After you become comfortable with embroidery design placement using just one design, it is time to get creative! I will show you how to tackle positioning and stitching multiple embroidery designs on a larger project, like a tree skirt.
We have already covered how easy it is using templates to position single embroidery designs. With my tree skirt project, I had to be more careful and precise with design placement. I used designs from the Painted Poinsettias and Vintage Deer sets. There were three designs for each panel and that panel was repeated eight times around the tree skirt.
I traced out my tree skirt pattern on freezer paper. I included lines where the seam allowances were because I didn't want the embroidery going into the seam allowances. That gave me an idea of what I had to work with.
I printed templates for each of the three designs I used so that I could lay them out on the tree skirt pattern.
Once I had them laid out the way I wanted them, I taped them in place. I can use this master template for each of the tree skirt sections.
These are all 5x7 designs. Combining them also means that they can't be hooped at the same time so I need to add individual crosshairs to the tree skirt fabric. (Note: Some machines have snow man stickers and/or scanners to make this task even easier simply putting a sticker on top of each individual template's center and letting the machine align your design. But creating a master template to work with to repeat a pattern is still a great starting point.)
Using an eyelet cutter on my cutting mat, I cut holes in the center of the crosshair for each individual template. I also cut holes centered on the template’s vertical line, top and bottom, and centered on the horizontal line, left and right.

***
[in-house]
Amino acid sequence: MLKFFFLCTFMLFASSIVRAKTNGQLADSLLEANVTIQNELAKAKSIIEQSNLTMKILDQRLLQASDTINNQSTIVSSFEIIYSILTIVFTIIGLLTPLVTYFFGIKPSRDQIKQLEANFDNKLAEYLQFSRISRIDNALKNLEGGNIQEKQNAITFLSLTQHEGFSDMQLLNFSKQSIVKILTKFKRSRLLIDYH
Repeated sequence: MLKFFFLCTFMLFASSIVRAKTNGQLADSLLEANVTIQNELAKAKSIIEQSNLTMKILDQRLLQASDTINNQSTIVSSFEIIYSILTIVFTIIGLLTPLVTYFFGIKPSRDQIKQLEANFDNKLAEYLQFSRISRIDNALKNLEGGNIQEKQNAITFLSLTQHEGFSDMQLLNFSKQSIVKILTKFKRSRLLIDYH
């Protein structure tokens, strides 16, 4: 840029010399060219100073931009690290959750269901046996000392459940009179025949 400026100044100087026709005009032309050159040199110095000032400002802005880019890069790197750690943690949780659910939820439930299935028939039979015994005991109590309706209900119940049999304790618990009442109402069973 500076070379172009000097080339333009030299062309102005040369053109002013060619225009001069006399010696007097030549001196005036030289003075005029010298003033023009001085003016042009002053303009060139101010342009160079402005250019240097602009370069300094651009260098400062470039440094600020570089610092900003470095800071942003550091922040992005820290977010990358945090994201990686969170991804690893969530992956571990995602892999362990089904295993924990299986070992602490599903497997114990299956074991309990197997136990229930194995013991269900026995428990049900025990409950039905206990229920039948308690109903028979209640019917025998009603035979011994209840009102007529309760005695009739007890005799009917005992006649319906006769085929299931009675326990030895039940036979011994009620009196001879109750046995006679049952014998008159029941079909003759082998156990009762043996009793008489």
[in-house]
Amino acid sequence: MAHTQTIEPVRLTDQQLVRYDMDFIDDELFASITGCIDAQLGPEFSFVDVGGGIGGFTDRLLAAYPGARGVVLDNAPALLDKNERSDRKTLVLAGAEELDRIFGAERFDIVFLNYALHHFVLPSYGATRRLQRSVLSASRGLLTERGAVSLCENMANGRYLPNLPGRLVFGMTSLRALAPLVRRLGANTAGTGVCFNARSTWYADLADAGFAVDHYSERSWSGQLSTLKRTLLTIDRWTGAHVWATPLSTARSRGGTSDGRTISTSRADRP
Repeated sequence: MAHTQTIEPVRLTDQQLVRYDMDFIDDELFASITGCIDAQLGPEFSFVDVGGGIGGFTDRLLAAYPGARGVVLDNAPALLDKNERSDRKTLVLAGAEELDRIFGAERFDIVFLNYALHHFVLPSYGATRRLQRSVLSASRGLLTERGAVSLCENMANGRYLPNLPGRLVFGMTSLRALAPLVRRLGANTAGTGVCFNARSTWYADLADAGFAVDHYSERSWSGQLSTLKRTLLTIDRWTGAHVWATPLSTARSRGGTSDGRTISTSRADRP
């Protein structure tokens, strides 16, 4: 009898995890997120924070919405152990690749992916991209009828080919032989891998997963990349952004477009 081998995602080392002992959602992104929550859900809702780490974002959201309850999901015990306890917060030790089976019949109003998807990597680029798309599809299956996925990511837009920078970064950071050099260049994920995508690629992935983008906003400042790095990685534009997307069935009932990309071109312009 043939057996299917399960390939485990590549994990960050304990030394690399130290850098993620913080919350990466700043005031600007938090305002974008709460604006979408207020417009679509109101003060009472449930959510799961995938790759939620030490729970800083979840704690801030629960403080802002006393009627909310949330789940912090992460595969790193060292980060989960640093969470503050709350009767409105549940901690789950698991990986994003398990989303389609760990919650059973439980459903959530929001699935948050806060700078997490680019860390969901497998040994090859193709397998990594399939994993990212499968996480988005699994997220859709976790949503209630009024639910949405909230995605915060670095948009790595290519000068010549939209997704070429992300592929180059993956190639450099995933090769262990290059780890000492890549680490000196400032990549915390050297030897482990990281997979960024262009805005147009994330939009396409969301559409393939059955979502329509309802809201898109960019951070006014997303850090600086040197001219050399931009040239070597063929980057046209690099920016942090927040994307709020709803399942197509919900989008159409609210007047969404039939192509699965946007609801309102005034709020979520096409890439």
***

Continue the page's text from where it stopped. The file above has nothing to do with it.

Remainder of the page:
Put the master template on top of the fabric panel and use a water-soluble, chalk, or FriXion pen to mark a little dot in the holes on the template, two for the vertical and two for the horizontal.
Then, connect the dots, drawing vertical and horizontal lines for each individual design. Also, mark which end of your design is up with an arrow.
It is important that the up arrow for your design is facing the correct direction--which could be facing down depending upon how you laid out your templates. I think we've all done it at least once where we've accidentally stitched the design upside down or sideways.
Just like when hooping the Airplane Adventures design, I fold on one of the crosshair lines (drawn on the fabric) and line it up with the lines drawn on the hoop.
Flip fabric over and you've got it where you want it to go.
Use the master template to help with aligning the embroidery machine needle to the true center of the design. Don't forget to remove the template before you start embroidering!
I hope I've given you some new ideas. You can watch the video here, if you like.
May your day be blessed with perfect stitches and GlitterFlex!